By Gene Miller, May 2012
Even with burger joints popping up on every corner, you still can’t find medium-rare in the nanny state.
I can hardly wait for the 2012 US presidential election in November, when millions of American voters throughout that great land will march to the polls to repudiate Obama’s socialist, regulation-crazy, freedom-hating, say-no-to-enterprise, big government vision and put Mitt Romney in the White House, so we can starve the Washington beast and have a second Morning in America.
By Trudy Duivenvoorden Mitic, April 2012
Government and business interests are selling our country and its resources to the Chinese.
NORMALLY I'M QUITE AN OPTIMISTIC PERSON but this year it seems harder than usual to come out from under the winter. I can’t blame it on the weather, though the marathons of dreary days did add a certain weight. No, the bigger bleakness comes from what feels like a steady stream of news that points to a country and society—namely ours—on the downswing.
By Simon Nattrass, April 2012
Why are there hundreds of young people living on the streets of the CRD?
SINCE LEAVING HOME AT 13, Dianne* has divided her life between shelters, care homes, and the street. She’s 20 now, and has just left Holly House—a girl’s home run by Threshold Housing Society—for a detox facility. Dianne’s life will be unstable while her case worker looks for another supportive living space, but she says things have been worse—for a long time, her life revolved around her addiction. “I spent most of my time trying to score, most of my time using. Everything revolved around using and getting dope, using dope, being dopesick and trying to get un-dopesick and getting clean, relapsing and getting clean again. That was my life for a long time.” (*The young people in this story are real but we've changed their names to respect their privacy.)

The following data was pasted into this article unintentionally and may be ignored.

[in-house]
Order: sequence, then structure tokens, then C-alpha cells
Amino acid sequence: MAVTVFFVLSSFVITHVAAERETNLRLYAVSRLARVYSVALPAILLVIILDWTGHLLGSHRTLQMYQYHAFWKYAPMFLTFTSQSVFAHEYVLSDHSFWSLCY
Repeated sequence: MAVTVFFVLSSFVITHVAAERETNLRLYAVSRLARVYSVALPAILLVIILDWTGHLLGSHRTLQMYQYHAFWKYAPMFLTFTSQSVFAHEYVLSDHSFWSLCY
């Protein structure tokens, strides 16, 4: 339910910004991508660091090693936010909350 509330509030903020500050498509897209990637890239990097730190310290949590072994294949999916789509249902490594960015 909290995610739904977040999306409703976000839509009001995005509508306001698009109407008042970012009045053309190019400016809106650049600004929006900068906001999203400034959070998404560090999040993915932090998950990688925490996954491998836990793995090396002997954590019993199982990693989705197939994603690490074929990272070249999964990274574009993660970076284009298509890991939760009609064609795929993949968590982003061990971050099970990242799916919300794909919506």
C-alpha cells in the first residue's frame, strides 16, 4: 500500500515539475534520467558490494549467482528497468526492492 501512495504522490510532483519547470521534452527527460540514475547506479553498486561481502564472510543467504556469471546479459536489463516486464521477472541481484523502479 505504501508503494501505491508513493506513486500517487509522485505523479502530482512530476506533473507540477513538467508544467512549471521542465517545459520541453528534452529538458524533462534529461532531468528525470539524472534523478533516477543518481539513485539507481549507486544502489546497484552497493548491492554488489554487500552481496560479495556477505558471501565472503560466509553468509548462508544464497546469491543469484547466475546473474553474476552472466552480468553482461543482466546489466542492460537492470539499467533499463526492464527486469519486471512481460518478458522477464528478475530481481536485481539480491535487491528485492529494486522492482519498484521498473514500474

By Aaren Madden, April 2012
Shellie Gudgeon’s first concern is how we shift from “us and them” to “we”—and why we have to.
EVER SINCE SHE WAS A YOUNGSTER, Shellie Gudgeon’s 15-year-old daughter Isabella has got a kick out of Foul Bay Road. Whenever they drive or walk across it, she says, “Oh! I’m in Oak Bay! Hey! I’m in Victoria! Oak Bay now! Oh! Victoria again!”
From a child’s point of view, it does seem absurd that a mere street separates two different cities. But by Victoria city councillor Gudgeon’s observation, the 13 solitudes that make up our region signify a dysfunction incised deeper than layers of asphalt and fill.
By Leslie Campbell, April 2012
The right of public access to the waterfront has been a hallmark of Peter Pollen’s long service to the community.
PETER POLLEN HAS BEEN OFFICIALLY RETIRED from business and politics for many years now, but he still likes to talk about them. During our wide-ranging conversation in his gracious Uplands home, I had to work hard to keep the focus on his life—he often seemed to be trying to interview me.
The den we meet in looks out onto a Garry oak meadow, with feeders attracting many chattering birds. The room is full of art—including a large Herbert Siebner—and family photos and books. Pollen is an avid reader, especially of Shakespeare and history. Today he has The Collected Essays of George Orwell open.